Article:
From an early age, Jessica Guilló suffered from frequent epilepsy attacks, which affected her development and learning abilities. Because of this, her mother Yolanda stopped working so she could dedicate herself to taking care of her.
Seven months ago, Yolanda died after battling lung cancer and dealing with a fall that dislocated her hip. Jessica Guilló’s life and and that of her father then changed drastically.
“We miss her so much,” said Guilló’s father, Herbert.
Guilló, 26, has speech problems and acknowledged with a nod that she is shy when meeting people. But her late mother, whom Herbert described as the most dedicated of mothers, left her husband and daughter prepared for her absence.
Months before her death, Yolanda taught her husband how to cook the Guatemalan dishes she always prepared for the family. Now that she’s gone, Herbert cooks those meals for his daughter.
“She would sit by the table and tell me which ingredients to use when cooking,” Herbert recalled. “She’d say, ‘put this’ or ‘add that,’ and that’s how I learned how to make hilacha and pulique.”
The couple’s dream was to remodel the modest kitchen at their home, which is near Kendall. They wanted to buy a new refrigerator with two doors; the old white refrigerator they now have doesn’t work properly. The cabinets in the small kitchen are worn and discolored, and the air duct is exposed.
“My wife and I had planned to fix up the kitchen and renovate it, but when she became ill, we decided we couldn’t afford those types of expenses,” said Herbert, who retired from his job as a mechanic two years ago to take care of his sick wife and daughter.
Herbert’s love, dedication and willingness to make sacrifices for his family motivated Monica Gomez, of the Unike Support Services organization, to nominate the Guillós for the Miami Herald’s annual Wish Book campaign.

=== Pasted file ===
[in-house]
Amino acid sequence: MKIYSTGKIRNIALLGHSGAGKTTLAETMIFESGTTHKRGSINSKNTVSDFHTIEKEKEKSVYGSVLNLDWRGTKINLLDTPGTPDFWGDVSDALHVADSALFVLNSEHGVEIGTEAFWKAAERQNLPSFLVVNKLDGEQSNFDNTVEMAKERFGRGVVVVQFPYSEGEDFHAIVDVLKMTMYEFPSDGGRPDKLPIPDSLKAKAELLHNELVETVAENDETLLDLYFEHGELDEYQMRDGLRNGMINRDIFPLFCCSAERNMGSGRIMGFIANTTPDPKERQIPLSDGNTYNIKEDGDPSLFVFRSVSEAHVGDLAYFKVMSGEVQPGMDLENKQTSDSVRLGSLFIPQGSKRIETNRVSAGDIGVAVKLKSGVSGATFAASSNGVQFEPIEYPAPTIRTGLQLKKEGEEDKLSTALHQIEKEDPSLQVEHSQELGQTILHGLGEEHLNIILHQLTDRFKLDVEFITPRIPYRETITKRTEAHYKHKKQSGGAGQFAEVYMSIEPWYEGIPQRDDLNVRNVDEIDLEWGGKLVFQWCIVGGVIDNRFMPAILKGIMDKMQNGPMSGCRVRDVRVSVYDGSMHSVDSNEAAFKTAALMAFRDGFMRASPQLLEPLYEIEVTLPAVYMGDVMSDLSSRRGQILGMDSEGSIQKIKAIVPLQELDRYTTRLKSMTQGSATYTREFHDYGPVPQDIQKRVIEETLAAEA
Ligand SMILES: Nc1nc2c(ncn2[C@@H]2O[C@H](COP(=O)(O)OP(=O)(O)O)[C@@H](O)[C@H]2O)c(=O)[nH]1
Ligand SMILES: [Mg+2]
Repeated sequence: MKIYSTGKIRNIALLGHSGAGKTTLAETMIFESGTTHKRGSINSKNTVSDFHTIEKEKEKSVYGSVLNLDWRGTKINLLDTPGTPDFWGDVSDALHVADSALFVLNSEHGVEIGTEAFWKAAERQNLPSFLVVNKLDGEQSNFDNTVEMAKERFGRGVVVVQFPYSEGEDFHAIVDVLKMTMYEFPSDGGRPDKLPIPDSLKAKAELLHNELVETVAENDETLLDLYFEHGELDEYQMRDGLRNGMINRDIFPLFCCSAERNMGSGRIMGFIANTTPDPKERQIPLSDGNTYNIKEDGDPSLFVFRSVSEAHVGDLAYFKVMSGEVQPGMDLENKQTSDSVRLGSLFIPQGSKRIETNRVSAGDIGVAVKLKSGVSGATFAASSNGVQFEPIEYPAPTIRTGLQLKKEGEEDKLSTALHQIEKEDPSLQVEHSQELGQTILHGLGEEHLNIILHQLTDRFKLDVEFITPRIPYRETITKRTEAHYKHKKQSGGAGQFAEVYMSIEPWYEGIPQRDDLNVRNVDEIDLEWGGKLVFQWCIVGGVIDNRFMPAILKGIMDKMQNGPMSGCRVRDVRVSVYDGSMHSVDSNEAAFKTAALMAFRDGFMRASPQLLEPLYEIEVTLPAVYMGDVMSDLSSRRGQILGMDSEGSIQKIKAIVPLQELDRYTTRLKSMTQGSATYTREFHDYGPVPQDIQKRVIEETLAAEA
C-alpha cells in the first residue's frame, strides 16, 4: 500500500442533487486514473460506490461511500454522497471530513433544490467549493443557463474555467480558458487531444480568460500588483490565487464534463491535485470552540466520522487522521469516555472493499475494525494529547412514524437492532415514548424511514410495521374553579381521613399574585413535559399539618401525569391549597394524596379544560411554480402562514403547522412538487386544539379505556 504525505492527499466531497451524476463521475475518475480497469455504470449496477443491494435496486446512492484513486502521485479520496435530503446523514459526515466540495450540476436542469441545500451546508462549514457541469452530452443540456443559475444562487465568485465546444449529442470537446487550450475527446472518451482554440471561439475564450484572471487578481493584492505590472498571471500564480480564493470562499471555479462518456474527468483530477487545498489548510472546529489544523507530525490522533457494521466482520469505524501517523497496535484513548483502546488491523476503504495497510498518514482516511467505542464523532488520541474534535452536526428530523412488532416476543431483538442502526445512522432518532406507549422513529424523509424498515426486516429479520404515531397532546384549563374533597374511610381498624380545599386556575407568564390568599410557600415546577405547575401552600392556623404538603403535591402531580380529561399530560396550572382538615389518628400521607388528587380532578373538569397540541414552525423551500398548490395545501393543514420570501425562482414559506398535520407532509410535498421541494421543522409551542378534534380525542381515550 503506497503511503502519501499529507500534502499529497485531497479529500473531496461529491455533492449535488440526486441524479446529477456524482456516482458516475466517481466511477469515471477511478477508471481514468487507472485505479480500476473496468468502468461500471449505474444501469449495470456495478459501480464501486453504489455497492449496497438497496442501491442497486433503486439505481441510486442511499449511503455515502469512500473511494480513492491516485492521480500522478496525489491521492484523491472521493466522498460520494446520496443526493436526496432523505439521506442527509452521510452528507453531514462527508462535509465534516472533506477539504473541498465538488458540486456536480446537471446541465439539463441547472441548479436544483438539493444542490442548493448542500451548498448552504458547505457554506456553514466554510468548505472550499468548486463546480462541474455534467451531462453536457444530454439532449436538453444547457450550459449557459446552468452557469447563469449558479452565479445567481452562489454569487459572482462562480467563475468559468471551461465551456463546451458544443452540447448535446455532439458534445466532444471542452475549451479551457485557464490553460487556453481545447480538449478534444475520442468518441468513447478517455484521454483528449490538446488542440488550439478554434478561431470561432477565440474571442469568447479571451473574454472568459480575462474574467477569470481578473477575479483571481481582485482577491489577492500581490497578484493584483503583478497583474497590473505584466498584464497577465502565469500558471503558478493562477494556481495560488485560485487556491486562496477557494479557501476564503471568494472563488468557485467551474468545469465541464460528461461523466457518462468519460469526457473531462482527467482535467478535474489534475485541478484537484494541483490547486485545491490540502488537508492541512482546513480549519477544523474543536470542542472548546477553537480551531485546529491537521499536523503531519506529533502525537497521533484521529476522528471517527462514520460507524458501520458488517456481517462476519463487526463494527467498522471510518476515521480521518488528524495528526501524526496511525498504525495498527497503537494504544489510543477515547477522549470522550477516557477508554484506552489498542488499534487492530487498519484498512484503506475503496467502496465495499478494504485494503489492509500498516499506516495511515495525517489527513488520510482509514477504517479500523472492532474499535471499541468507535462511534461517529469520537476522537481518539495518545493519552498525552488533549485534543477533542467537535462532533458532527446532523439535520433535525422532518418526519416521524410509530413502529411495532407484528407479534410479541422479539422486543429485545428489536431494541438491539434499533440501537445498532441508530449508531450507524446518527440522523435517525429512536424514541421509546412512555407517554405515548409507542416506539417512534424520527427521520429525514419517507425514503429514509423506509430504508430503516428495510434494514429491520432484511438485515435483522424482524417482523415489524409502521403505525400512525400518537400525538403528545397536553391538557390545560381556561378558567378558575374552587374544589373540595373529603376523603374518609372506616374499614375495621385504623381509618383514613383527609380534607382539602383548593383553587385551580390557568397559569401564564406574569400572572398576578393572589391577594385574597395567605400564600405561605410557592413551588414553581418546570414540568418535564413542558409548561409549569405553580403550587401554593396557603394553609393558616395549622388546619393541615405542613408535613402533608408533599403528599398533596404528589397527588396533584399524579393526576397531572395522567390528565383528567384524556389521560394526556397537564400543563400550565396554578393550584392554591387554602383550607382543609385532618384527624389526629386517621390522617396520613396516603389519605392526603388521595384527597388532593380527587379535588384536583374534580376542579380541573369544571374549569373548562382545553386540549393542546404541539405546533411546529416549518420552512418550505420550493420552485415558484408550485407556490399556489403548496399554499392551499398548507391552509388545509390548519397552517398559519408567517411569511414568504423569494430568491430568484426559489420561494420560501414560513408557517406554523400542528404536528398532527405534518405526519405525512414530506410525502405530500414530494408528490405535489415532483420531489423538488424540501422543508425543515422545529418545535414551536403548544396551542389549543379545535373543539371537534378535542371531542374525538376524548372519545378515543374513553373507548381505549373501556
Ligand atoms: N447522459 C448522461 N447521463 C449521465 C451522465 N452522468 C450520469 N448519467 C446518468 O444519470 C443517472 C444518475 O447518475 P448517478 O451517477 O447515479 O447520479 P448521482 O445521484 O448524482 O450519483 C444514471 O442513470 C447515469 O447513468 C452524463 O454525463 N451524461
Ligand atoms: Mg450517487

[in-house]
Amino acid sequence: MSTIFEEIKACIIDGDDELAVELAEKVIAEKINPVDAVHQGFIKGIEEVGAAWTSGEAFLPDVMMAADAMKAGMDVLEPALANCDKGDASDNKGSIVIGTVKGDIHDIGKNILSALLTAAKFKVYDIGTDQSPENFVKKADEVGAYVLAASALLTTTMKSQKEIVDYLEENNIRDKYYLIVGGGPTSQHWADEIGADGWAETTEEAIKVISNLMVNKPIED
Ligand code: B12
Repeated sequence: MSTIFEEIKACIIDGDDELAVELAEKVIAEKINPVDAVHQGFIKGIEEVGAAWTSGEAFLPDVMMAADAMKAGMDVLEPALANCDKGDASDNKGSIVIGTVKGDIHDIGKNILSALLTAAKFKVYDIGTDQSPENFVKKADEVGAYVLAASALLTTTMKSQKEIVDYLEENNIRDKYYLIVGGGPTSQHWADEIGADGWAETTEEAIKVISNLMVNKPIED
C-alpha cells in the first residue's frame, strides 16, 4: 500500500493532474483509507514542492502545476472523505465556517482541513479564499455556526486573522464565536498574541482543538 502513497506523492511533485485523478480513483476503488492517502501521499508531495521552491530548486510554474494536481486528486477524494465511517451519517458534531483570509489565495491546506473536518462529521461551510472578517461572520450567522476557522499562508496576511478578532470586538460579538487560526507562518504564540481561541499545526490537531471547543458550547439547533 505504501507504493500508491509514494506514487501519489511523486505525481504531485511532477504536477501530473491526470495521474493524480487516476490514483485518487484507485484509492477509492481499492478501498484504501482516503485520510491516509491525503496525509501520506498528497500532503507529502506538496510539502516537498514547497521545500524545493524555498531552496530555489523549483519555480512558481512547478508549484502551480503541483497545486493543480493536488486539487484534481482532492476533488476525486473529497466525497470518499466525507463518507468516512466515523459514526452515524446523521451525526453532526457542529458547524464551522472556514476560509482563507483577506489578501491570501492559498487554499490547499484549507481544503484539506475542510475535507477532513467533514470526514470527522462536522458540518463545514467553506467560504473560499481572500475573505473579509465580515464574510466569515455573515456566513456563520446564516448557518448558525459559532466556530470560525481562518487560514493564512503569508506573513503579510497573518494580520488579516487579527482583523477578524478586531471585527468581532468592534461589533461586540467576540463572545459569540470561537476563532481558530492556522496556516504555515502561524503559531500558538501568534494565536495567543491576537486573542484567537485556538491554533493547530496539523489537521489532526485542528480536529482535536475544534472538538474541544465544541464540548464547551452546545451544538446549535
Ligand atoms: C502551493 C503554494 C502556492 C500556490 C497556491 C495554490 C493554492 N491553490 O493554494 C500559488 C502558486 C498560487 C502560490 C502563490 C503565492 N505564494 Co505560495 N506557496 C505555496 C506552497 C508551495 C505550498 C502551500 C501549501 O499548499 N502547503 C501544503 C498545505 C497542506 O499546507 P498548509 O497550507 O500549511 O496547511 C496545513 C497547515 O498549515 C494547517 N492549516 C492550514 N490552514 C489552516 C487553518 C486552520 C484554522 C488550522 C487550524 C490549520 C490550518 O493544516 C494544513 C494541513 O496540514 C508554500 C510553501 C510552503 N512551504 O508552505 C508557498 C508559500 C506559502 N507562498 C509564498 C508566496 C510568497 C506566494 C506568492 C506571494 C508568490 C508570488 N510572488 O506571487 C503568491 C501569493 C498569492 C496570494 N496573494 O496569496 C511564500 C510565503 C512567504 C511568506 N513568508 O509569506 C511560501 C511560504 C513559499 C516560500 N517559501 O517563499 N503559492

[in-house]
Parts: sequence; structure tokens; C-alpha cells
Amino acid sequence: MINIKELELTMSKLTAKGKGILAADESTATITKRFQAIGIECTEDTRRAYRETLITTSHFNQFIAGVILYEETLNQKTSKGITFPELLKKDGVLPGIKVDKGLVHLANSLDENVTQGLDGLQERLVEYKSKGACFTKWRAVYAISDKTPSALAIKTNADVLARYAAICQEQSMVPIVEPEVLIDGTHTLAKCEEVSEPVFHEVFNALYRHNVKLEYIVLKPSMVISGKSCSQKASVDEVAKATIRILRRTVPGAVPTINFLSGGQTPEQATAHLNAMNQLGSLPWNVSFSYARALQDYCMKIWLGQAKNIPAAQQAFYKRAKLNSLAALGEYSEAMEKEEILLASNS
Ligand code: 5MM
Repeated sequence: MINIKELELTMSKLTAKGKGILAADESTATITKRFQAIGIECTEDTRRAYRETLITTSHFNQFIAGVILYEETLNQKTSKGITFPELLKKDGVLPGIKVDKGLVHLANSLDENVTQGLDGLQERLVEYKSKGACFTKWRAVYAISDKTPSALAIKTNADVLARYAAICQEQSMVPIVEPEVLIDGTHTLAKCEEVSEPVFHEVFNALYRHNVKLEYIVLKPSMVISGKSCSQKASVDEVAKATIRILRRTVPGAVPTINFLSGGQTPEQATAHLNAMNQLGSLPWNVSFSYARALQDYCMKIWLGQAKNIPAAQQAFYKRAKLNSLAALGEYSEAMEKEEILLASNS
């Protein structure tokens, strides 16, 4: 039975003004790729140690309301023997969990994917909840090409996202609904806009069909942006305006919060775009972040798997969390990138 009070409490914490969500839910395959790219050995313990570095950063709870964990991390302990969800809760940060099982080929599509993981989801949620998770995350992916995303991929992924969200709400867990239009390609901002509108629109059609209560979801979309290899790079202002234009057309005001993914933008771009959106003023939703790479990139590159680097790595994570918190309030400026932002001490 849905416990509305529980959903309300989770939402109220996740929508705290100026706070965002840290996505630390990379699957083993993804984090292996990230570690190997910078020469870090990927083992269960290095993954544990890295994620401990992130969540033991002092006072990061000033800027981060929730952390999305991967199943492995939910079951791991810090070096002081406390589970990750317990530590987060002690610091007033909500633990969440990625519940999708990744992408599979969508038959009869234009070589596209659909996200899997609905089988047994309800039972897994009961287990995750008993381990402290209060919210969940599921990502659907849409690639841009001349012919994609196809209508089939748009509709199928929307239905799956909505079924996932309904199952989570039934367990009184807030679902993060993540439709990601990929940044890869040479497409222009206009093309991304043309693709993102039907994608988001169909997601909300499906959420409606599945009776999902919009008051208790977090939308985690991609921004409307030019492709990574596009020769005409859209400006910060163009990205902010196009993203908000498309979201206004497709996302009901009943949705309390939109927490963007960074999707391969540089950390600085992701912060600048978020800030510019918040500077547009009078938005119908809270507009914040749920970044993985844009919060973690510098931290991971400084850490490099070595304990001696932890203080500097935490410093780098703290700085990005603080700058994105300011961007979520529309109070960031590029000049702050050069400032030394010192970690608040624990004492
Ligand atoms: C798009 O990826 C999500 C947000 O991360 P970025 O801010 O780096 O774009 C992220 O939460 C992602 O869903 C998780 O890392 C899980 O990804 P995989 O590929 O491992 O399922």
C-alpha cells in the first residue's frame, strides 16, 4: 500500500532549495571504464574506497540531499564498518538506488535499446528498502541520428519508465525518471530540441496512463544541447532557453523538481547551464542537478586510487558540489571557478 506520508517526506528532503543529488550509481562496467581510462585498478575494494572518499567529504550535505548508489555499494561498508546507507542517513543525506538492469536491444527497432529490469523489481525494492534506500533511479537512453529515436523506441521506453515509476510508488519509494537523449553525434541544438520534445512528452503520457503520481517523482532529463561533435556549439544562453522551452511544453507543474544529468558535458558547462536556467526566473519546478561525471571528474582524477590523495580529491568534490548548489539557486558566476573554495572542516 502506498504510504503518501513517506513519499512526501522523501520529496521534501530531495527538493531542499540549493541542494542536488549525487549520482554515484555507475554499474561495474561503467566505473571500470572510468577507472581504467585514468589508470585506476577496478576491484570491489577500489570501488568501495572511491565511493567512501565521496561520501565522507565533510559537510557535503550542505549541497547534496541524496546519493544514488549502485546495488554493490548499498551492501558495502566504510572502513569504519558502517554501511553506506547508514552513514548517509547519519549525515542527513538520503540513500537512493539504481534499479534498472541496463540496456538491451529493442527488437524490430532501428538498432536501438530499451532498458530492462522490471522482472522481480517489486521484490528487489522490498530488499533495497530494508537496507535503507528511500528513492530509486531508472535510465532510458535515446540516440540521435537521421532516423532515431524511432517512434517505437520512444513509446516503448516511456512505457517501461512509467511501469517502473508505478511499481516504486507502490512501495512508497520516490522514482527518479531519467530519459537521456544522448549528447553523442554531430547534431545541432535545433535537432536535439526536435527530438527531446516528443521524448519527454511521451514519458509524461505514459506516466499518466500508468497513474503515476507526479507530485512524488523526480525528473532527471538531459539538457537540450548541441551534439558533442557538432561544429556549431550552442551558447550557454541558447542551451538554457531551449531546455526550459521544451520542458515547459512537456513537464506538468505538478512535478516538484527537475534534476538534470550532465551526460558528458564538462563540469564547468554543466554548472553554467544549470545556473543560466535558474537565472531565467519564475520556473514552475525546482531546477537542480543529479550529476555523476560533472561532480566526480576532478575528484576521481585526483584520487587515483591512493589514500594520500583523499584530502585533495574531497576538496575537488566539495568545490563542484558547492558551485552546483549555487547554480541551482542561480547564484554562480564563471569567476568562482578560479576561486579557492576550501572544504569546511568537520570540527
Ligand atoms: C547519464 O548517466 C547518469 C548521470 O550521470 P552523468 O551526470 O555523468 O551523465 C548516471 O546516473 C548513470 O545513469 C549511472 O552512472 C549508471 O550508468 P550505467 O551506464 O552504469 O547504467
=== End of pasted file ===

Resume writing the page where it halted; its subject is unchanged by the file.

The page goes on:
“Despite the adversity she has faced, Jessica is a loving and happy person,” said Gomez, whose agency assists people with disabilities. “Her father does the best he can. He takes good care of her and keeps the house clean, but it’s clear that they need a new refrigerator.”
Jessica, who graduated from Southwest Senior High School, attends a special educational program at the WOW Center. She practices sports at the center and has participated in the Special Olympics. She also participates in talent shows and in programs related to art. Drawing is her favorite pastime.
She has drawn everything from cartoons to Egyptian goddesses and is inspired by the bright colors found on traditional clothing of the indigenous population of her parents’ homeland.
Jessica’s eyes light up when she talks about Guatemala, a country she has never visited but that is close to her heart because of the stories her father has shared.
“I want to go to Guatemala and see the quetzal!” Jessica Guilló said excitedly.
“It’s very hard to see it, daughter,” responded her father, referring to the national bird, as he embraced her.
“You have to go to the mountain to see it,” Guilló explained to a visitor. “My papi saw a quetzal in the mountain.”
Not all the stories Guilló remembers are happy ones. The night her mother fell in the shower and broke her hip, Jessica ran out to the street to ask the neighbors for help.
“She was on the floor, and I helped my father hold her up,” she said.
Despite the difficulties the Guillós have faced over the past two years, Jessica Guilló has a positive attitude and loves to recount stories that make her smile. Her father said he is impressed by her development and growing interest in helping others.
“I’m very proud of her,” he said.
How to help
Wish Book is trying to help hundreds of families in need this year.
▪ To donate, pay securely at MiamiHerald.com/wishbook.
▪ To give via mobile phone, text WISH to 41444.
▪ For information, call 305-376-2906 or email wishbook@MiamiHerald.com.
▪ Most requested items: Laptops and tablets for school, furniture, accessible vans.
Read more at Miami Herald.com/wishbook.